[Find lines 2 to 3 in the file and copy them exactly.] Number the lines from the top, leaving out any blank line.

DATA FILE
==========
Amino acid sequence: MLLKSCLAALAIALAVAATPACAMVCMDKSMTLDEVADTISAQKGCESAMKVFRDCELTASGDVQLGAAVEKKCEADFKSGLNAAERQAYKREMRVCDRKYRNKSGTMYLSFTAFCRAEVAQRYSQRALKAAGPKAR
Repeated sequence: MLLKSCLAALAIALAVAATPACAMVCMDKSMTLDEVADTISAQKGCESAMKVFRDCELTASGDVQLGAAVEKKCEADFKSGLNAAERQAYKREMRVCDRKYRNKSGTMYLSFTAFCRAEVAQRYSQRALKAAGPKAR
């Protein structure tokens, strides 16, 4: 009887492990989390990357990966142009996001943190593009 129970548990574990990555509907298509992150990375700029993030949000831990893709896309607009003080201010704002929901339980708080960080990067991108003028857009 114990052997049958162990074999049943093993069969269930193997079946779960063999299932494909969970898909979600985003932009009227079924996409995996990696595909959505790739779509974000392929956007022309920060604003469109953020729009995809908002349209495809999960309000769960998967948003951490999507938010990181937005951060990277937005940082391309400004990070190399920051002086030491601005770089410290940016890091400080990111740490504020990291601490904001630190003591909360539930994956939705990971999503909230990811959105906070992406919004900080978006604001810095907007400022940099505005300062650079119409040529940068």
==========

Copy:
Repeated sequence: MLLKSCLAALAIALAVAATPACAMVCMDKSMTLDEVADTISAQKGCESAMKVFRDCELTASGDVQLGAAVEKKCEADFKSGLNAAERQAYKREMRVCDRKYRNKSGTMYLSFTAFCRAEVAQRYSQRALKAAGPKAR
């Protein structure tokens, strides 16, 4: 009887492990989390990357990966142009996001943190593009 129970548990574990990555509907298509992150990375700029993030949000831990893709896309607009003080201010704002929901339980708080960080990067991108003028857009 114990052997049958162990074999049943093993069969269930193997079946779960063999299932494909969970898909979600985003932009009227079924996409995996990696595909959505790739779509974000392929956007022309920060604003469109953020729009995809908002349209495809999960309000769960998967948003951490999507938010990181937005951060990277937005940082391309400004990070190399920051002086030491601005770089410290940016890091400080990111740490504020990291601490904001630190003591909360539930994956939705990971999503909230990811959105906070992406919004900080978006604001810095907007400022940099505005300062650079119409040529940068």